Very much so. That character was very much who you would see. The bus station used to be across the street from the Opry House, and these guys would get off the bus, look up at the mother church, and go, “I’m here.” And they would last a month and usually go home. Some never did, some actually found some modest success. But it was a sad story. You’d see these guys walking down the road with a guitar case having got off the bus.
Wasn’t the original Lambchop comprised of some of those types of guys who ended up in your house jamming with you?
Yeah, some of those guys were that. It was a broad swath of people. What really made this thing grow was, they had this one dive bar club that’d been around since the ‘70s in Nashville, and a lot of outsider songwriters would come and play. Out of that came this thing called “The Working Stiff Jamboree.” It was just a collection of misfit artists who did really cool shit that nobody could relate to. We fit right in.
What bar was it?
It was called Springwater Supper Club.
So, this is where you recruited players to come back to your house and jam?
This is where I met all these guys for real. Because I maybe would see a few at the proper writer’s nights, whatever, which I wasn’t participating in, I was just going and having a beer and watching the show. It was hilarious. But some of them would pop up there. I started playing with some guys right away, like lap steel, and out of that, it just grew and I finally started writing songs because nobody else was writing songs. And we needed something to play other than covers because covers, in my mind, were defeating the point. And I couldn’t play covers anyway, I was that bad a musician. I literally would only play the chords I knew in the song and skip the ones that I didn’t.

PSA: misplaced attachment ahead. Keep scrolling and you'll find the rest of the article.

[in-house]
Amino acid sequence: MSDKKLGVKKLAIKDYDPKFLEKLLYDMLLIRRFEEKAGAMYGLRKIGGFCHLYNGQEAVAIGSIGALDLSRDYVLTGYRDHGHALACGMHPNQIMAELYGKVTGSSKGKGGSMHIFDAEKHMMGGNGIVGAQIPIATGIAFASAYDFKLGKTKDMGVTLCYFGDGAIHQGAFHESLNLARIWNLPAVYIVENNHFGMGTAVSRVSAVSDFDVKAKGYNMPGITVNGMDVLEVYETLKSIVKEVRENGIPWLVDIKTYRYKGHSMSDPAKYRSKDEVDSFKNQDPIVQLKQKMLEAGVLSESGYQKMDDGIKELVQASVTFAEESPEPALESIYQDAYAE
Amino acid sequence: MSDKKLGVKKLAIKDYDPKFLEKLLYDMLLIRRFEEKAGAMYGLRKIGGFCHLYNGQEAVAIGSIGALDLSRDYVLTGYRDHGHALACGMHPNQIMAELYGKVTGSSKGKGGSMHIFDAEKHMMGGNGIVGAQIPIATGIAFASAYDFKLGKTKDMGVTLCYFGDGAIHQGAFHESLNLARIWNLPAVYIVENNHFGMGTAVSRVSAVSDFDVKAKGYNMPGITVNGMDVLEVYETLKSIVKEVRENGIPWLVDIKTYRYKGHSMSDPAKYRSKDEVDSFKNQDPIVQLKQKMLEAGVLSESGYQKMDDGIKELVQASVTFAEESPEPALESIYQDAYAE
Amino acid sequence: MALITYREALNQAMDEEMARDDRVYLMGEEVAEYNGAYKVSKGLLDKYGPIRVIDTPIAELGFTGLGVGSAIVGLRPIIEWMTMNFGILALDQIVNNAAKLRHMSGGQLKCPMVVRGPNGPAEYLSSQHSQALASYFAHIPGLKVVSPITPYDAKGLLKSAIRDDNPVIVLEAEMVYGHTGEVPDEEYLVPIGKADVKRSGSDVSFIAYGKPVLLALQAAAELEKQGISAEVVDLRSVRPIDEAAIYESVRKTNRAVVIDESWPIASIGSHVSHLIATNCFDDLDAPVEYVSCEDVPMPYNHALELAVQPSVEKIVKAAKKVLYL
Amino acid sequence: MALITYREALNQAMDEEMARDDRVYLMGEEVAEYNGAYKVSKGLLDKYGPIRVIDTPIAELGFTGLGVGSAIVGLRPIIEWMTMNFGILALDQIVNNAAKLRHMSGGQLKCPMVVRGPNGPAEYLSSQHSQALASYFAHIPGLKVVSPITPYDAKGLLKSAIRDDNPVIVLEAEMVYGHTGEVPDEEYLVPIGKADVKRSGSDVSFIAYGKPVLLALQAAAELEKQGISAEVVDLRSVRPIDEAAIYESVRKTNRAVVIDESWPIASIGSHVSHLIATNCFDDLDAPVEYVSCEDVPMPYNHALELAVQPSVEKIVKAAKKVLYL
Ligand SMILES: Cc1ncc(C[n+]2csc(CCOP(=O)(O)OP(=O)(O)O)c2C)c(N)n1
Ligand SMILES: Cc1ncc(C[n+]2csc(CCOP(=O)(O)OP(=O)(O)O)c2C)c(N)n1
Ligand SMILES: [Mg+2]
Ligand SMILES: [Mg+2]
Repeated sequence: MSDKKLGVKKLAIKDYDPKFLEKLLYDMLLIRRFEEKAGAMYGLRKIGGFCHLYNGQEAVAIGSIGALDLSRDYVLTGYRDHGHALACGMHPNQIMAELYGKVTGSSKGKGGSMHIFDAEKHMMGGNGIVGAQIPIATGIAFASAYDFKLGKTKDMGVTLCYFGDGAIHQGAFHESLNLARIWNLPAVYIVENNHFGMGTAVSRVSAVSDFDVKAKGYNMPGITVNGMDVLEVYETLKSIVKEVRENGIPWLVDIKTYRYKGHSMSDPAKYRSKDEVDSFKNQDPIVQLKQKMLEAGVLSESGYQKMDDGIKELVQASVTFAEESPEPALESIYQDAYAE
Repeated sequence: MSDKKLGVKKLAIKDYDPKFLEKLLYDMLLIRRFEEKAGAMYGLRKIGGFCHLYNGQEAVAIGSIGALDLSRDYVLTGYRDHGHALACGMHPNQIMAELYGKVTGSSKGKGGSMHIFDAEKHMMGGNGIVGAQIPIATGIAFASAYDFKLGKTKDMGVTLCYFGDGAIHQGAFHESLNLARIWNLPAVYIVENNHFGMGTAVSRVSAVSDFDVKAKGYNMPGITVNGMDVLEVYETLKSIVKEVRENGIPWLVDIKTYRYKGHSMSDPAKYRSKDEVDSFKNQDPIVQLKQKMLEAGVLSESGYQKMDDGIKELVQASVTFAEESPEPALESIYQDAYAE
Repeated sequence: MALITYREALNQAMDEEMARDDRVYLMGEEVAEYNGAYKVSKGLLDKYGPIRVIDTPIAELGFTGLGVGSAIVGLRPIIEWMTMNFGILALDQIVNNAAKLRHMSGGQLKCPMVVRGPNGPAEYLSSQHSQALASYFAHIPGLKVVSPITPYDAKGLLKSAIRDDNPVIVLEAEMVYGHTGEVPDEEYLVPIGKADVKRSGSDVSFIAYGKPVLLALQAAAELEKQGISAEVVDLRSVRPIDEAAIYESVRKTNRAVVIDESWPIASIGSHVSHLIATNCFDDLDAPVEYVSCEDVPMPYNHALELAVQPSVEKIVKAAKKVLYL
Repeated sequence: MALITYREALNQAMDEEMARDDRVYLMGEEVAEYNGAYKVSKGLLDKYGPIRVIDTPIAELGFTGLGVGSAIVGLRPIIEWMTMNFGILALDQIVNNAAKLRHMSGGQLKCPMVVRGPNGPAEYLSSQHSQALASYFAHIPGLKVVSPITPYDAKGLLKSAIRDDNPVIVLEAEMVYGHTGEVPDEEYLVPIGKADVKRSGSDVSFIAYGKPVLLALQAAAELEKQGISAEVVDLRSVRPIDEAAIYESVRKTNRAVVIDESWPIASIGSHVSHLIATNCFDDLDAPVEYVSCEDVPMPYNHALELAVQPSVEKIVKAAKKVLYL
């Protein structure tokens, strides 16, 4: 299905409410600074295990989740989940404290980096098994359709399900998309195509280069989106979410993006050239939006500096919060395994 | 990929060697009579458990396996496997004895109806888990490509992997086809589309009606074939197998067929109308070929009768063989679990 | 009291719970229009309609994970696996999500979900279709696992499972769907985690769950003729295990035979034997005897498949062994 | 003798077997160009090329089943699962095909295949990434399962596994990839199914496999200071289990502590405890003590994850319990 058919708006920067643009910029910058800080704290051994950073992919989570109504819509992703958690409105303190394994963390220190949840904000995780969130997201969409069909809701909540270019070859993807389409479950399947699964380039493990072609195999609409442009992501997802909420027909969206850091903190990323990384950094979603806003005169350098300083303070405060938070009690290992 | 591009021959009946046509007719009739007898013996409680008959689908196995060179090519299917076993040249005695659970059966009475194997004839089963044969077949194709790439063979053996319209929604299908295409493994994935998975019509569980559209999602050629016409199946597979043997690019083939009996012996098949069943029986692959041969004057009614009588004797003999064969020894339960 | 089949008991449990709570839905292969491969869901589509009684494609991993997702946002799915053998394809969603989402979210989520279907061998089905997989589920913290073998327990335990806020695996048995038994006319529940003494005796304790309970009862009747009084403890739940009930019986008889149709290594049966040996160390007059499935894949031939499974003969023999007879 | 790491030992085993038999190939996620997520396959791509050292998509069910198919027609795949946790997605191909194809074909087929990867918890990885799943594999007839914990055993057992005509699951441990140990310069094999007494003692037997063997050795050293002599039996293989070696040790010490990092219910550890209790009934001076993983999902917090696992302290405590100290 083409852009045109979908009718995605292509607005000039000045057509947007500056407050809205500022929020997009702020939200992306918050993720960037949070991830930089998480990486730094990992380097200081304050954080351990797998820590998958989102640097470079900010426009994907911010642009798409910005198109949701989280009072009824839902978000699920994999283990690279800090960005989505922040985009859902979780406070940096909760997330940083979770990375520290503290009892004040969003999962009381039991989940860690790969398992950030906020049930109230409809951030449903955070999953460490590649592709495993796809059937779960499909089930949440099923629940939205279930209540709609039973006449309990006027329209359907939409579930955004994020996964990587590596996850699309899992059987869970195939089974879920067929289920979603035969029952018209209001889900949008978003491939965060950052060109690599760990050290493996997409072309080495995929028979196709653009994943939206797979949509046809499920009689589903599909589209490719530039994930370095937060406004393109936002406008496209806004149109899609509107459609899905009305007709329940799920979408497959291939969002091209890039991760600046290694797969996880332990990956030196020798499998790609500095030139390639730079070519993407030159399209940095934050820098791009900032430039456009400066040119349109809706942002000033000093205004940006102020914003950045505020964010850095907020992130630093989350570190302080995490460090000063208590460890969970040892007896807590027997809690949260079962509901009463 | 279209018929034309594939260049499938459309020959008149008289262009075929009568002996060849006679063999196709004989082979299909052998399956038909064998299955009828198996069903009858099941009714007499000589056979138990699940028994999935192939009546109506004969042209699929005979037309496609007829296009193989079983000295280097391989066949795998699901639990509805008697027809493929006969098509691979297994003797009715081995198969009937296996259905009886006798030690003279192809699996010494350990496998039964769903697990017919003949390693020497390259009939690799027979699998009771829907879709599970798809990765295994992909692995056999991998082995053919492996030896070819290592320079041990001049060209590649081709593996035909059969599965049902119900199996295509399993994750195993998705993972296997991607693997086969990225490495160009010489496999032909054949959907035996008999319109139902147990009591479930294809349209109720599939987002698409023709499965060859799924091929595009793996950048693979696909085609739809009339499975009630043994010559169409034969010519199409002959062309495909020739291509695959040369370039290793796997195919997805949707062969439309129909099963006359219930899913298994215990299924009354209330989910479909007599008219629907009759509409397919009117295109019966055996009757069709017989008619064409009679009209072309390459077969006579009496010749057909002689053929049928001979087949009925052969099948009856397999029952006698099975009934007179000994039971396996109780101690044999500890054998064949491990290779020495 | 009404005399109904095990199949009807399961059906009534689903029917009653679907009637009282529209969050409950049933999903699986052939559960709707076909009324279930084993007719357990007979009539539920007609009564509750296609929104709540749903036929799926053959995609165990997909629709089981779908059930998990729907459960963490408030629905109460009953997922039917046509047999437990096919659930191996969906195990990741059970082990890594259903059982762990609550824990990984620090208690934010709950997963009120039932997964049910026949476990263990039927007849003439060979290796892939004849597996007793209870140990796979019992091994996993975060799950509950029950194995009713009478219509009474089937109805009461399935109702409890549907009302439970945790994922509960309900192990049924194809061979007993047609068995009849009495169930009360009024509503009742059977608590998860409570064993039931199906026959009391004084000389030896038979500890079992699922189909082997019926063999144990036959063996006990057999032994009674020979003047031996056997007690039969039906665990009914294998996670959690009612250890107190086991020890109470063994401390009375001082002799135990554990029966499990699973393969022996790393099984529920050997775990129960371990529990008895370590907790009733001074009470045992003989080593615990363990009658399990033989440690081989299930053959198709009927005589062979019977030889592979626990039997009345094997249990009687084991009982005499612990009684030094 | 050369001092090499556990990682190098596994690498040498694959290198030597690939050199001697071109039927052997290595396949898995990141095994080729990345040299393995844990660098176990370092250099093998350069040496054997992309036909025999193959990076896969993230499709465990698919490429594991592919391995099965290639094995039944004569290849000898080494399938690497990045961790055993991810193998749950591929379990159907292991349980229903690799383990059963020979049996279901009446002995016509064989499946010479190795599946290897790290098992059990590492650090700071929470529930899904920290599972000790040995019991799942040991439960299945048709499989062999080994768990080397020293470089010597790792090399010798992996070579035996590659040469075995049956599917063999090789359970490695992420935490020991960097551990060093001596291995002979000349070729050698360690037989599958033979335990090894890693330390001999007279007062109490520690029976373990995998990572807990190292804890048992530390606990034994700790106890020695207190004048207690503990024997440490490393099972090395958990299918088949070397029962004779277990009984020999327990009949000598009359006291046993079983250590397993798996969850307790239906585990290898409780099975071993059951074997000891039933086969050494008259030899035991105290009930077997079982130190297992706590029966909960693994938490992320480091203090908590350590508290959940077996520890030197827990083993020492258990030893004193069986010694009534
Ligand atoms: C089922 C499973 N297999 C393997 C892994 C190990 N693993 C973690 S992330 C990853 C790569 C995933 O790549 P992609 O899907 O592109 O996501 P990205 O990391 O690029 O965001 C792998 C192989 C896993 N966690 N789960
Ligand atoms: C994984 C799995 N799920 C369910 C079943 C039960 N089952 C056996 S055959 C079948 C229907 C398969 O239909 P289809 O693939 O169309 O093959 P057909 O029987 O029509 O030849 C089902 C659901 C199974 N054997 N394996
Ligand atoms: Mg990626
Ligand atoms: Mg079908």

And when did you start singing?
Again, pretty much out of the fog. I lived in Chicago for a couple of years prior to moving back to Nashville.
That was after art school in Montana?
It was after grad school in Montana. I moved back to Memphis for a couple years, saved up enough money to go up to Chicago where some friends from grad school had already settled. And we built a loft and tried to get into the art scene there. And my whole life just fell apart. My girlfriend left me. My friends raised the rent on me so I couldn’t afford it. And couldn’t find a job after I quit the job I had because my bosses were racist. It was just this huge bummer. And I just started writing songs, just shouting into a tape recorder with my guitar and singing. I’d never done it.
You started singing just by yourself?
Yeah, I was just yelling into a tape recorder and trying every method of writing possible, from just reading a news article, or using random stuff. I tried everything I’d heard about as ways of putting words together. And some of it was interesting.
But you were a musician, playing in bands throughout art school, right?
Oh, yeah. I was always playing in art school bands. But I was just playing a guitar or something—badly.
So you didn’t get into this songwriting mode until you went back home and starting going to the Springwater?